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Fast Times at Ridgemont High

It is not the usual stupid American collegiate comedy. Or rather, it bloody well is, but it is also a film with actors who were half-unknown at the time and who, hired today, would be worth as much as a nation's vastly growing GDP. Not to mention a soundtrack ranging from Led Zeppelin to Tom Petty. Just saying.
 It all stems from another unknown at the time, screenwriter Cameron Crowe, later Oscar winner for 'Almost Famous' and nominee for 'Jerry McGuire'. Crowe, in 1981, published a book 'Fast Times at Ridgemont High: A True Story', after pretending to be a student at Clairemont High School in San Diego and spending his senior year there. The book became the backbone of the almost eponymous film that was even released before the novel.
 At first, they propose David Lynch as director. And, no, this is no joke. Lynch who comes from 'The Elephant Man' and 'Eraserhead' is certainly not the director you would expect for a teen comedy. And, in fact, while appreciating the story, Lynch politely declined the invitation, thus opening the door to a young director, then 27 years old and making her debut: Amy Heckerling. Yes, she, the one who was to become famous for a series of light, highly successful comedies.
To stand in front of the camera a series of very young actors were hired, as I have already mentioned, and in search of glory. Phoebe Cates, certainly the best known of the bunch, had recently come into the limelight for the horrendous but prurient 'Paradise' and the song of the same name sung by herself. Then we find Jennifer Jason Leigh, Sean Penn, Forest Whitetaker, Eric Stoltz, Scott Thomson, 1980s comedy icon Judge Reinhold and a certain Nicolas Coppola who is none other than Nicolas Cage. Not forgetting character actors such as Vincent Schiavelli, Ray Walston and a cameo by Lana Clarkson.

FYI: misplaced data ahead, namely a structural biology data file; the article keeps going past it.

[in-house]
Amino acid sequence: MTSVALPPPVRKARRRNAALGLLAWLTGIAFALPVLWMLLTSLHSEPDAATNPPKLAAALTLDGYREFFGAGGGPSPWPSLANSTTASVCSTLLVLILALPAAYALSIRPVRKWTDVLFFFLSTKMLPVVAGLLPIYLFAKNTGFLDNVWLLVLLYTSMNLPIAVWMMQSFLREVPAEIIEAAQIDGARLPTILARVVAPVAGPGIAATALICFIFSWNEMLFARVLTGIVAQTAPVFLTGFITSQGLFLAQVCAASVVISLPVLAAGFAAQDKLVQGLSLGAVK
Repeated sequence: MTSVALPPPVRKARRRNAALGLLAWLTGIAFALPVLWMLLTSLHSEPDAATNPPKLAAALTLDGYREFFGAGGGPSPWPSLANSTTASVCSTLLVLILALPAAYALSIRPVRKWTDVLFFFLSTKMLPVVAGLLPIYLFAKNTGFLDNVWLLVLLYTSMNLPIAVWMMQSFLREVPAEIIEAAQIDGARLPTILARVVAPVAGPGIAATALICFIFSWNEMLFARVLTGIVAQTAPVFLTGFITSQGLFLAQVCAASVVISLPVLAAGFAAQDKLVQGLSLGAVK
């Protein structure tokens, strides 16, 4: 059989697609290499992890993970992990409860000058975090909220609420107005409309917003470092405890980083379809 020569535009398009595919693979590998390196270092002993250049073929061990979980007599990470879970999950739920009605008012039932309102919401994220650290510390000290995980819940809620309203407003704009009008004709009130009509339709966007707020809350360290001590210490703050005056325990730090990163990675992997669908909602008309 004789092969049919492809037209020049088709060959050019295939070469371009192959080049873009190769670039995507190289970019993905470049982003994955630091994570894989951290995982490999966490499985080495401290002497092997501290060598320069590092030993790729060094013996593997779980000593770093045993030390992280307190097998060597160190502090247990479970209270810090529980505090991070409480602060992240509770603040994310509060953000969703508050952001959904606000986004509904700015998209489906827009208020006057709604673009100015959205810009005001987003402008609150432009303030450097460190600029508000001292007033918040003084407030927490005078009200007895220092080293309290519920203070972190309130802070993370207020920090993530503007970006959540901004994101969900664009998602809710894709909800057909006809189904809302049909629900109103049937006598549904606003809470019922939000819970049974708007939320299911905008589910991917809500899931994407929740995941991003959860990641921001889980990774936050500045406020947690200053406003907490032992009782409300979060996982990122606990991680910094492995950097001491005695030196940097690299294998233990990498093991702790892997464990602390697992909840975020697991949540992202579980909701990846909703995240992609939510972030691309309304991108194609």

"Fast Times at Ridgemont High" is about the usual American students in their last year of college. A difficult year, shall we say, spent among sex, drugs and rock'n'roll. Nothing surprising, and in 1982, the year of its release, it had already been eviscerated several times and successfully by Hollywood. But thanks to the cast and a winning narrative formula, it can be watched with great and amused pleasure. A series of plots and subplots travelling in parallel show us precisely the life and problems of these teenagers, with particular interest in Jeff Spicoli, played by Sean Penn, who dreams of surfing and walks around in chequered Vans throughout the film.
 There is no lack of hot moments, of course, with Jennifer Jason Leigh and Phoebe Coates engaged in a famous scene in the swimming pool, between the 'scult' and the absolute symbol of this film.

 A light and silly comedy, it earned a place in the National Film Registry in 2005.